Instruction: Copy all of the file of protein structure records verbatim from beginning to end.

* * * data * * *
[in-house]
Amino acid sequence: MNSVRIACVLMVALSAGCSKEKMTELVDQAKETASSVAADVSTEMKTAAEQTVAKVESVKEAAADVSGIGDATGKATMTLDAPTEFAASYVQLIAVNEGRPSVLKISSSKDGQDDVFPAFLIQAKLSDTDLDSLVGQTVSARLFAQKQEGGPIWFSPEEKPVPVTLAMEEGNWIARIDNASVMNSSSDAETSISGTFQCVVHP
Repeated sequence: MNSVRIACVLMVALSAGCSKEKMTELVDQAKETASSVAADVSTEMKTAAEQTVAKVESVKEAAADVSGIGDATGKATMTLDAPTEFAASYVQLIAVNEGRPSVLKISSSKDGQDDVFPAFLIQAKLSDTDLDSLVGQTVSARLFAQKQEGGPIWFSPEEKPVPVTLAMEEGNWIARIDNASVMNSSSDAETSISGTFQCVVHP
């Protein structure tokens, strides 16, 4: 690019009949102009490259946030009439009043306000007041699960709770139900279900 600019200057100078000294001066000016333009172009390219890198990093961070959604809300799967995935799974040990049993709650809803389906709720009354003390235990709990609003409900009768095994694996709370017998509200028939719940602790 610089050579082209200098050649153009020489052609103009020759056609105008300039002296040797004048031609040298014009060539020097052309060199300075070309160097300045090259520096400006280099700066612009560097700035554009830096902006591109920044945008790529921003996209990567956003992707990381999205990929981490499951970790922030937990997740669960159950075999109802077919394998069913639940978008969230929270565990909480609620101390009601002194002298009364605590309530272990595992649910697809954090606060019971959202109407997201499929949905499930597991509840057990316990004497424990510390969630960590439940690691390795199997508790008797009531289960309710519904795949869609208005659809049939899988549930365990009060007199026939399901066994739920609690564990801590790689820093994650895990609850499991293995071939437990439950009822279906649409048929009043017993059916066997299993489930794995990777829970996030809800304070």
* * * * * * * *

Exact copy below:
[in-house]
Amino acid sequence: MNSVRIACVLMVALSAGCSKEKMTELVDQAKETASSVAADVSTEMKTAAEQTVAKVESVKEAAADVSGIGDATGKATMTLDAPTEFAASYVQLIAVNEGRPSVLKISSSKDGQDDVFPAFLIQAKLSDTDLDSLVGQTVSARLFAQKQEGGPIWFSPEEKPVPVTLAMEEGNWIARIDNASVMNSSSDAETSISGTFQCVVHP
Repeated sequence: MNSVRIACVLMVALSAGCSKEKMTELVDQAKETASSVAADVSTEMKTAAEQTVAKVESVKEAAADVSGIGDATGKATMTLDAPTEFAASYVQLIAVNEGRPSVLKISSSKDGQDDVFPAFLIQAKLSDTDLDSLVGQTVSARLFAQKQEGGPIWFSPEEKPVPVTLAMEEGNWIARIDNASVMNSSSDAETSISGTFQCVVHP
């Protein structure tokens, strides 16, 4: 690019009949102009490259946030009439009043306000007041699960709770139900279900 600019200057100078000294001066000016333009172009390219890198990093961070959604809300799967995935799974040990049993709650809803389906709720009354003390235990709990609003409900009768095994694996709370017998509200028939719940602790 610089050579082209200098050649153009020489052609103009020759056609105008300039002296040797004048031609040298014009060539020097052309060199300075070309160097300045090259520096400006280099700066612009560097700035554009830096902006591109920044945008790529921003996209990567956003992707990381999205990929981490499951970790922030937990997740669960159950075999109802077919394998069913639940978008969230929270565990909480609620101390009601002194002298009364605590309530272990595992649910697809954090606060019971959202109407997201499929949905499930597991509840057990316990004497424990510390969630960590439940690691390795199997508790008797009531289960309710519904795949869609208005659809049939899988549930365990009060007199026939399901066994739920609690564990801590790689820093994650895990609850499991293995071939437990439950009822279906649409048929009043017993059916066997299993489930794995990777829970996030809800304070």